News
The village was originally named Llansanffraid-ym-Mechain after the Celtic female Saint Brigit, but the name was changed 150 years ago to Llansantffraid – a decision which suggests the incorrect gender of the saint
newsA Welsh town has changed its name - and a prize if you can notice how
Arts and Entertainment
Kristen Scott Thomas in Electra at the Old Vic
theatreReview: Kristin Scott Thomas is magnificent in a five-star performance of ‘Electra’
News
Destructive discourse: Jewish boys look at anti-Semitic graffiti sprayed on to the walls of the synagogue in March 2006, near Tel Aviv
peopleAt the start of Yom Kippur and with anti-Semitism flourishing, one Jew can no longer ignore his identity
Life and Style
Couples who boast about their relationship have been condemned as the most annoying Facebook users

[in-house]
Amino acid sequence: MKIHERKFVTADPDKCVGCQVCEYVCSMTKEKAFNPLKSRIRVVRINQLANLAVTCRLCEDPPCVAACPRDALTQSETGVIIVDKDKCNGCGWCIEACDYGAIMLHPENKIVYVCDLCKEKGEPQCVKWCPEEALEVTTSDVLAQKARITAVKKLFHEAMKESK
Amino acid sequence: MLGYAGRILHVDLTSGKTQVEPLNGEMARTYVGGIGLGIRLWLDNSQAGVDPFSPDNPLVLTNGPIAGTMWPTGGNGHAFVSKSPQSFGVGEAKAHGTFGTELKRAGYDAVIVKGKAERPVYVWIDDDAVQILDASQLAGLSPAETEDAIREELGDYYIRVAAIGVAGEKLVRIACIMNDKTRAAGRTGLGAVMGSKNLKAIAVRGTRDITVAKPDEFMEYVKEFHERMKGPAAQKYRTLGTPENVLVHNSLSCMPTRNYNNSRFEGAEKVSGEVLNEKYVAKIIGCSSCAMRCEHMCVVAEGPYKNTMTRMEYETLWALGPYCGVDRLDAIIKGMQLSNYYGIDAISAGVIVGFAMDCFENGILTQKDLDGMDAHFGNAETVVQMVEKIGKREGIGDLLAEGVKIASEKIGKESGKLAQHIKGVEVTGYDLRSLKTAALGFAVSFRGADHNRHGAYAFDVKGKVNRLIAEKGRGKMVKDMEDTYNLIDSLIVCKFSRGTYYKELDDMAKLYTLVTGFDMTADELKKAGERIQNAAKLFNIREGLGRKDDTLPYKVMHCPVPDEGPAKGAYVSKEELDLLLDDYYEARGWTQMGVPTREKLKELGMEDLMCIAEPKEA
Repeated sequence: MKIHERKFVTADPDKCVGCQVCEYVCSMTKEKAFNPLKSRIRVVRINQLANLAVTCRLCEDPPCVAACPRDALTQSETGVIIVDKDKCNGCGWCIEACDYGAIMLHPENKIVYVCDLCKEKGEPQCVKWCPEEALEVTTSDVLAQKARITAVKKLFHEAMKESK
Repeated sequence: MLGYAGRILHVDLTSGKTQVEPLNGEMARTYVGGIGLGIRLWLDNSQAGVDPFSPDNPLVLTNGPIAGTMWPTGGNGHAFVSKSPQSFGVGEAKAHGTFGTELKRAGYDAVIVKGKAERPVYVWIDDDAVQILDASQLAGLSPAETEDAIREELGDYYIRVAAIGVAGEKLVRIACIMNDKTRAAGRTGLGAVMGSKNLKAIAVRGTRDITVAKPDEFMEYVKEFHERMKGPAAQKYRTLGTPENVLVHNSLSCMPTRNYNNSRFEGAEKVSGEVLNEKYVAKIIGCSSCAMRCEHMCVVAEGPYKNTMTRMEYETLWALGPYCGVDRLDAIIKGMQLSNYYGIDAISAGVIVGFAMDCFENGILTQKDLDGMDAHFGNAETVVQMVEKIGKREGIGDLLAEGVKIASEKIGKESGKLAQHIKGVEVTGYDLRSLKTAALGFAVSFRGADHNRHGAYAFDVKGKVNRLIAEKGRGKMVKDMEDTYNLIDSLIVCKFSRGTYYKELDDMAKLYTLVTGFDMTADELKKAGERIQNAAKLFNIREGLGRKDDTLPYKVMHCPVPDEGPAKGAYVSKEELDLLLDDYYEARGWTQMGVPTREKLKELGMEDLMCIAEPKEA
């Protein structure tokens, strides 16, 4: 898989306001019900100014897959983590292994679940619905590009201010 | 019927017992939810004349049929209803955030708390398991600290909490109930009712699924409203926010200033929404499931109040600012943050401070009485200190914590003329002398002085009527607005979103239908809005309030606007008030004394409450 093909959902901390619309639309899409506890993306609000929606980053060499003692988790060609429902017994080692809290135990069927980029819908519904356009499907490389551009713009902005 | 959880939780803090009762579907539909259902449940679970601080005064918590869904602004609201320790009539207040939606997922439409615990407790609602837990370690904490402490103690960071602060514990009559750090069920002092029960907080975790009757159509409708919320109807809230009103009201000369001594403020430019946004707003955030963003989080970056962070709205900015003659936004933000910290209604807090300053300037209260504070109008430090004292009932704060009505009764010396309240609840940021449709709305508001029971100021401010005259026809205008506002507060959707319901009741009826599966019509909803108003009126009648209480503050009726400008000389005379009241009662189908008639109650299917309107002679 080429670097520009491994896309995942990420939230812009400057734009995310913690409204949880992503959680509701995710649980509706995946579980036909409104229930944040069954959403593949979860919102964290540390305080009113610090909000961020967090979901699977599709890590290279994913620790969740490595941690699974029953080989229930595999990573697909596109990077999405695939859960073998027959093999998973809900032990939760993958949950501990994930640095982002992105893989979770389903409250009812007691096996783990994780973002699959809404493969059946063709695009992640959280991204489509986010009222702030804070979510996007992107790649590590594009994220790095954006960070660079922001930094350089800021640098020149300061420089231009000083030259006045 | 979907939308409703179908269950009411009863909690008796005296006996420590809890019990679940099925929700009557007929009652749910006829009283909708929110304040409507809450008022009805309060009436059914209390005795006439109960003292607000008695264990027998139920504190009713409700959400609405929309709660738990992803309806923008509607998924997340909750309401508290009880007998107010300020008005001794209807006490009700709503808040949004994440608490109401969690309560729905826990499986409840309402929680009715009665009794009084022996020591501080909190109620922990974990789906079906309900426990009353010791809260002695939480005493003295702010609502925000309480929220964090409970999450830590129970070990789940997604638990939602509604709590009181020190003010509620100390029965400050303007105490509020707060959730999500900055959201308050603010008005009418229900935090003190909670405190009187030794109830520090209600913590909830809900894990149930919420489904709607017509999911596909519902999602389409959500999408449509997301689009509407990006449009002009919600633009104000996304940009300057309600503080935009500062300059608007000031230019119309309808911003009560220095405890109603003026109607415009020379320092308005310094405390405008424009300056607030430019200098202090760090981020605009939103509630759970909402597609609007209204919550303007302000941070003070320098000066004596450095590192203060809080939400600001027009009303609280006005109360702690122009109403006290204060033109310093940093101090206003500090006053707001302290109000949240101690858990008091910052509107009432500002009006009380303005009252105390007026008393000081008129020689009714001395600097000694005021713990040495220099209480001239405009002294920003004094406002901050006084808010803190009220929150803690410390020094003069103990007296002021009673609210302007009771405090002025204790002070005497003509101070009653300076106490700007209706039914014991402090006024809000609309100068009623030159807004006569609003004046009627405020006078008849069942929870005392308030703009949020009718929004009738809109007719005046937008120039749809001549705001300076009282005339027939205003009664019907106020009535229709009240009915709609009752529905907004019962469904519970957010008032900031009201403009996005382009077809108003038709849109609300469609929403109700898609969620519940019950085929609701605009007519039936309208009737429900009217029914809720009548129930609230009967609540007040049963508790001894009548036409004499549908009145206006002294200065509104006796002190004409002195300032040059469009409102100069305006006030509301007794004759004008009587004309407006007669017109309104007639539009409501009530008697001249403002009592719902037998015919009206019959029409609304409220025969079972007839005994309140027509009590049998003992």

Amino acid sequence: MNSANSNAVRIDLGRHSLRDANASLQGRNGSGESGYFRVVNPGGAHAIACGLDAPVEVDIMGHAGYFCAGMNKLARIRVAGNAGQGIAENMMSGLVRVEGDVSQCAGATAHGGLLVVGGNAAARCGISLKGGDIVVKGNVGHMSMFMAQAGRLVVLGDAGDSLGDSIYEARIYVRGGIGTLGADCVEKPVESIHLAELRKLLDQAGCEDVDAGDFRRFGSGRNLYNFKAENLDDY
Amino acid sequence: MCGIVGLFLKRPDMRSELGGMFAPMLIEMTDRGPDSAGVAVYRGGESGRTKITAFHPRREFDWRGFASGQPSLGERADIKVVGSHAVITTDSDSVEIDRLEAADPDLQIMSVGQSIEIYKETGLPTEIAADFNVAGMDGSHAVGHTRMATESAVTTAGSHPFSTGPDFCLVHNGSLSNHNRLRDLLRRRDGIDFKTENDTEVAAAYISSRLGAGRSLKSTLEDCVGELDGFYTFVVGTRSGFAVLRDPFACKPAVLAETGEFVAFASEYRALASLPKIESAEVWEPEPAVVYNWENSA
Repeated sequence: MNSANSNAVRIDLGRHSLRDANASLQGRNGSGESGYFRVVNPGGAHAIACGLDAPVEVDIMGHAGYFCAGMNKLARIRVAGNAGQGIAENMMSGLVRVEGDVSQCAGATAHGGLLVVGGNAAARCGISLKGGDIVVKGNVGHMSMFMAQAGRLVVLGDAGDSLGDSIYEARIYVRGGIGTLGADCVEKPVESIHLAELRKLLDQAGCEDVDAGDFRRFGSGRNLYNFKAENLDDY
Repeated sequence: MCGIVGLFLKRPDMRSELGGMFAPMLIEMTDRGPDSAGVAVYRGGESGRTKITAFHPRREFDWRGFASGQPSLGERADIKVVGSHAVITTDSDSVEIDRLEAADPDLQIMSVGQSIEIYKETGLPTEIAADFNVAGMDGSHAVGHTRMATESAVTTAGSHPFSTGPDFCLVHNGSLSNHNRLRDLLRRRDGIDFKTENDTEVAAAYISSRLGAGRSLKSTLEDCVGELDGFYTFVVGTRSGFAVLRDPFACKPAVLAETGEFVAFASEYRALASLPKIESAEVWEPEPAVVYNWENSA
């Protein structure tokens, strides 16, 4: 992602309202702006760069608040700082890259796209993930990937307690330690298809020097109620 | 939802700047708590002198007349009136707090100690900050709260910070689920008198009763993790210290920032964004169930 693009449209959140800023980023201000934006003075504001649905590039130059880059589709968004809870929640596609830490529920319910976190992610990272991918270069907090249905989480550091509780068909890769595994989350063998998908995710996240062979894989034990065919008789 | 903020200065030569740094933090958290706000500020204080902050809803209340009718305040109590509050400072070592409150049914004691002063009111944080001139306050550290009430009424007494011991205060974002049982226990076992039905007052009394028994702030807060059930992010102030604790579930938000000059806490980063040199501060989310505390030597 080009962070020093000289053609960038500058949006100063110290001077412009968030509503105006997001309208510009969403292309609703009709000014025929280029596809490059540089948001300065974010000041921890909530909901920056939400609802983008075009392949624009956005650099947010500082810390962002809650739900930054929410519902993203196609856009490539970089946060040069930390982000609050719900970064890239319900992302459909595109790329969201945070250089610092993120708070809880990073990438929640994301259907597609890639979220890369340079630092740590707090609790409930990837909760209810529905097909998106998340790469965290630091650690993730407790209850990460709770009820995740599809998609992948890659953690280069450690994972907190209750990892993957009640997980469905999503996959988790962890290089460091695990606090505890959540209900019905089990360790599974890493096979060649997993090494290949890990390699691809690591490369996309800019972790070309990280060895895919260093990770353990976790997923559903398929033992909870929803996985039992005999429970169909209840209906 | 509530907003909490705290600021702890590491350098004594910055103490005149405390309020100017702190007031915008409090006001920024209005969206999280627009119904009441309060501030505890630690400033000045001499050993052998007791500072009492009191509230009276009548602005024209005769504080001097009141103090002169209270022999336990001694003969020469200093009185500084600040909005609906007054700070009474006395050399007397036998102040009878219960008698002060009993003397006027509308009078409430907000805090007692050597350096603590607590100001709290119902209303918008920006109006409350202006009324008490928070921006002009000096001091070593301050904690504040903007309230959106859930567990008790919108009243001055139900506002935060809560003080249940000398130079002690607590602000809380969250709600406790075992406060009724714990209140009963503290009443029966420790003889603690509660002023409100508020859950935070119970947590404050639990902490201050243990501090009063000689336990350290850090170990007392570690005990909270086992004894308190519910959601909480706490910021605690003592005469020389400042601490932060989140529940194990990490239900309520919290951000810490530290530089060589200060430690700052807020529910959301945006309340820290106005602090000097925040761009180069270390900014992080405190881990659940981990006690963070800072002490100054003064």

tech
Arts and Entertainment
Hayley Williams performs with Paramore in New York
musicParamore singer says 'Steal Your Girl' is itself stolen from a New Found Glory hit
News
i100
Finacial products from our partners
Property search
Latest stories from i100
Have you tried new the Independent Digital Edition apps?
Independent Dating
and  

By clicking 'Search' you
are agreeing to our
Terms of Use.

ES Rentals

    iJobs Job Widget
    iJobs Money & Business

    Trainee Recruitment Consultant - Birmingham - Real Staffing

    £18000 - £23000 per annum + Commission: SThree: Real Staffing are currently lo...

    Trust Accountant - Kent

    NEGOTIABLE: Austen Lloyd: TRUST ACCOUNTANT - KENTIf you are a Chartered Accou...

    Graduate Recruitment Consultant - 2013/14 Grads - No Exp Needed

    £18000 - £20000 per annum + OTE £30000: SThree: SThree are a global FTSE 250 b...

    Law Costs

    Highly Competitive Salary: Austen Lloyd: CITY - Law Costs Draftsperson - NICHE...